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10 Guest Behaviors That Can Get You In Trouble at Walt Disney World

Walt Disney World. It’s the Most Magical Place on Earth—one where dreams come true, childhood fantasy comes alive, and no matter how old you are, you become a child all over again. So why would anyone visit the parks and display less than appropriate behavior? We’re not sure either, but just in case you ever get the urge to walk on the wild side while at Disney World, know that there are certain Guest (mis)behaviors that can land you in big trouble. Here are 10 of them.

 

 

10. Jumping the Queue

You haven’t ridden the Seven Dwarfs Mine Train in a couple of years. You’re stuck in a 75-minutes-long stand-by line, and it’s 95 degrees outside with a humidity of 33%. The family in front of you consists of a Mom, a fed-up Dad, an out-of-sorts six-year-old and twin babies who have decided that this is the moment in time that they must be fed. How the heck are you going to last in this heat? At this rate, you’ll melt before you ever reach the loading zone. You’re not sure why—maybe it’s the heat, maybe it’s that you’re tired, or maybe it’s that your “hangry”—you get the overwhelming urge to step out of the line and wave to a family much further up in the line (this way no one will suspect anything). You race to join your pretend friends/family in the line. Whew! That’s better! No screaming little ones, and you’re finally in the shade. This is the life! But suddenly, you realize you’ve created a conundrum, and about 300 feet away, you see a Cast Member approaching. Friend, you have just jumped the queue (also known as line-cutting), and that’s a big no-no at Disney World.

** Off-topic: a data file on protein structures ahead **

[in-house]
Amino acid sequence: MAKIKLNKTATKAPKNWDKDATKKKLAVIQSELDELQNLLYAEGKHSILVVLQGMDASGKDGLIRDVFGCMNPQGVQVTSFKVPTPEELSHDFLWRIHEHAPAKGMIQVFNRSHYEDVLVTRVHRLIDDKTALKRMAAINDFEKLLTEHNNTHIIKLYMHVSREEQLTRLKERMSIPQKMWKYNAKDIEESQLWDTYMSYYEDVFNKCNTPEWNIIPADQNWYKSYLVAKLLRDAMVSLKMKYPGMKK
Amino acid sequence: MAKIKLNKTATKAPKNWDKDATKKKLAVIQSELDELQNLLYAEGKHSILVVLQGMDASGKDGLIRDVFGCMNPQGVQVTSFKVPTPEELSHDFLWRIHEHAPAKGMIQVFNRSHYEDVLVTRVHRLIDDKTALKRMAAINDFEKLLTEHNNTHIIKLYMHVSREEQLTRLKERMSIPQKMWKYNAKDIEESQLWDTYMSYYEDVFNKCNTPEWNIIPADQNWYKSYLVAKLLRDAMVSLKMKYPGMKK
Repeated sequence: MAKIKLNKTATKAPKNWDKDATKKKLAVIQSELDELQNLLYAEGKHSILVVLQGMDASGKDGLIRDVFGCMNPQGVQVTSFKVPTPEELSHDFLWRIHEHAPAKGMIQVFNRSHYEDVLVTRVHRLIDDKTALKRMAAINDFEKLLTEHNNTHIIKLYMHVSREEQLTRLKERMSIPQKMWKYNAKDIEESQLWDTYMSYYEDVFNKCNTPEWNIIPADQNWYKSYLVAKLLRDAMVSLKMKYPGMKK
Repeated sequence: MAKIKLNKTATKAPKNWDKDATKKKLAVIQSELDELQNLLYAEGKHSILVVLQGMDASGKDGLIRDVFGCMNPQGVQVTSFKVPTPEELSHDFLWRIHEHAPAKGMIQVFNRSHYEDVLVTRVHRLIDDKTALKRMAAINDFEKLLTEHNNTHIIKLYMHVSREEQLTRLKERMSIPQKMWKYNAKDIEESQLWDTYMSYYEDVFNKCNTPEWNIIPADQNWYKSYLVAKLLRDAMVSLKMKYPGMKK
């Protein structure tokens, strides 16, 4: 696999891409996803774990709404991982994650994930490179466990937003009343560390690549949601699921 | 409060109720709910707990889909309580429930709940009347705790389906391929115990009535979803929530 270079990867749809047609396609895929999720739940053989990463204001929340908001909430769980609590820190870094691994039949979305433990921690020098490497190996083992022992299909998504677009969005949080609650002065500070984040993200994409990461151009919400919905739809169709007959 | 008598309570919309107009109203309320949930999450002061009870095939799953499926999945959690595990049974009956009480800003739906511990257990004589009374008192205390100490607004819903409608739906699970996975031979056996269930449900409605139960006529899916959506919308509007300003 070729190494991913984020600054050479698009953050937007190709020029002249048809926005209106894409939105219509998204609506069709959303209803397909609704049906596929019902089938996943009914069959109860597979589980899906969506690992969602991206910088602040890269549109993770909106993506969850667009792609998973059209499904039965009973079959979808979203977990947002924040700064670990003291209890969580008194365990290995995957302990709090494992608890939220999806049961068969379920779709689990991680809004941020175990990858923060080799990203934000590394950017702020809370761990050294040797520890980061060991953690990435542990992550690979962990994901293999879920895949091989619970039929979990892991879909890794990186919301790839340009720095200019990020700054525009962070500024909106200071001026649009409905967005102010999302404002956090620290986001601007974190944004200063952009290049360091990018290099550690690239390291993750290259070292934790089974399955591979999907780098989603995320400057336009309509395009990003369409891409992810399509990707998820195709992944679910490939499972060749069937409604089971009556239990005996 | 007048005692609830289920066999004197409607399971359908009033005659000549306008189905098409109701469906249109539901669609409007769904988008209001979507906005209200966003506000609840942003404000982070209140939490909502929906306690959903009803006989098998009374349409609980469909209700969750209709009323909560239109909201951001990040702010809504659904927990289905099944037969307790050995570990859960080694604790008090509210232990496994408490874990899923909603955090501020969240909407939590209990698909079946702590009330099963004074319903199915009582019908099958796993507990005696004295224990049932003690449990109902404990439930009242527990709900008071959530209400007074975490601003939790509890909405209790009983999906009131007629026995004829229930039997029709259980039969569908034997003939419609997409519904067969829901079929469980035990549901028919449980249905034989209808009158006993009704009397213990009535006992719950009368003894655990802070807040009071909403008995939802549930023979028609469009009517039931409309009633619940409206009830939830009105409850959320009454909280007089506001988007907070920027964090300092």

9. Using profanity and otherwise offensive language

You’re walking to the window inside Cosmic Ray’s at Magic Kingdom to pick up your mobile order, and you notice a man just ahead of you. Apparently, this just isn’t his day. You’re not sure what’s going on, but from the tone of his voice and the language he’s using, it’s obvious that he’s not happy at all. In fact, he’s fairly enraged, which is why you don’t envy the Cast Member approaching to diffuse the situation. You proceed to the window to pick up your food, and on your way to a table, you notice the man walking out with the Cast Member. Disney World is a big place, but there’s simply no room for offensive language and profanity. Using that kind of talk at the parks where others can hear you is against the resort’s policy.

8. Possession of firearms or objects resembling firearms.

You’re standing six feet apart from the people in front of you as you wait for your turn to go through security at the Transportation and Ticket Center. There are a couple of families in front of you. You’ve been to the parks before, and even on a well-attended day, security lines usually move faster than this. Soon the people in front of you start talking quietly; they’re thinking the same thing you are. But one of them got a glimpse of what’s taking so long—a non-compliant Guest with an appropriate license for the previously-concealed handgun he has with him. Disney Parks rules explicitly state that firearms of any kind are not allowed in the parks. Neither are toy guns or other objects that look like weapons. The security guard has tried to explain this to the gentleman, but he refuses to surrender the weapon because he feels his license means he can have it at Magic Kingdom too. Soon you notice two police officers heading toward the guard. Sadly, the gentleman didn’t comply and had to be removed from the park.

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7. Bringing in wrapped gifts.